Pushing back the start of produce safety inspections by one year and extending the deadline for water testing compliance by two years, FDA Commissioner Scott Gottlieb announced several new initiatives he said are designed to make sure the produce safety rule is successful at the farm level.
Gottlieb spoke Sept. 12 at the National Association of State Departments of Agriculture in New Orleans. 
The agency has recognized, he said in his speech, a need for expanded efforts to educate growers and state officials on the new produce safety requirements. Towards that end, the FDA will continue its focus on training, guidance development and outreach over the next year, he said.
For produce farm inspections, the FDA said large farming operations will still be expected to meet all produce safety requirements set by the rule for produce other than sprouts, except those related to agricultural water, by the original January 26, 2018 compliance date. 
Gottlieb, however, said that inspections to assess compliance with the non-water requirements of the produce safety rule for produce other than sprouts won’t start until 2019.
“We’ve heard very clearly from farmers and other stakeholders, including NASDA, that more time is necessary to ensure farmers have the training and information needed to comply and that states establish strong produce regulatory programs before inspections begin,” Gottlieb said in his speech. “We agree.”
The FDA and state partners will use the year to give more education, training and outreach to growers on the new requirements, according to a news release.
States — working with NASDA and the FDA — will expand On-Farm Readiness Reviews in the months ahead, according to the release. The reviews have been piloted in six states and allow growers to receive an assessment of their readiness to meet the new produce safety requirements.
Water changes
For agricultural water compliance dates, the FDA issued a proposed rule that would extend the compliance dates for the agricultural water requirements by an additional two to four years for produce other than sprouts.
The extension will allow the FDA to “take another look” at the water standards to ensure that they are feasible for farmers in all regions of the country and still protect public health, according to the release.
“We want to learn more about the diverse ways that water is being used in farms across the country so that we have standards that will work for everyone, and won’t be overly burdensome to growers,” Gottlieb said in the speech.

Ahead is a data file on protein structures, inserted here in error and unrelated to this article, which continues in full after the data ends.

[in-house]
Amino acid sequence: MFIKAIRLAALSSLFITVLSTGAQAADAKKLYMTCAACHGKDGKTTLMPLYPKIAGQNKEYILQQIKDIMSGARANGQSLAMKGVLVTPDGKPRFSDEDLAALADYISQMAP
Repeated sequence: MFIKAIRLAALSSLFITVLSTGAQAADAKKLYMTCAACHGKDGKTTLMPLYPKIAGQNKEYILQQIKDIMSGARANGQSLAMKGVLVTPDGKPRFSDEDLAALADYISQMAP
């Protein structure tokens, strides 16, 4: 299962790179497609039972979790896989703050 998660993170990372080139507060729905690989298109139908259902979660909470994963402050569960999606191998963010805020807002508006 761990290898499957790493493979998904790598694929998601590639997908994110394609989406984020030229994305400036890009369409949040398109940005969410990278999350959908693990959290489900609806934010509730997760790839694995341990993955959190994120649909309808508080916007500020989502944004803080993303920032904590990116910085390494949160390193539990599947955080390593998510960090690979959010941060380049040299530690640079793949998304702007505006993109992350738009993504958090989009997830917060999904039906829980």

The new agricultural water compliance date the FDA is proposing for the largest farms is January 2022, the release said. Small farms and very small farms would have until January 2023 and January 2024, the FDA said. The proposed rule is open for public comment for 60 days.
The agency said it does not intend to take action to enforce the agricultural water requirements for produce other than sprouts while the rulemaking to extend the compliance dates is underway. 
Sprouts, because of their unique vulnerability to contamination, remain subject to applicable agricultural water requirements in the final rule and their original compliance dates, according to the release.
Gottlieb said the agency plans to talk with farmers, state regulatory partners and others about how water is used in agriculture. That outreach will include an agriculture water summit early next year, according to the release.
Water testing options
The FDA also announced eight additional water testing methods that can be used for meeting the requirements of the produce safety rule. The agency said it intends to add other methods to the list as they are identified.
The FDA actions on water testing are welcome, one industry leader said.
“This is the biggest news that we have gotten relating to the produce safety rule since the rule was finalized,” said Jennifer McEntire, vice president of food safety and technology, United Fresh Produce Association,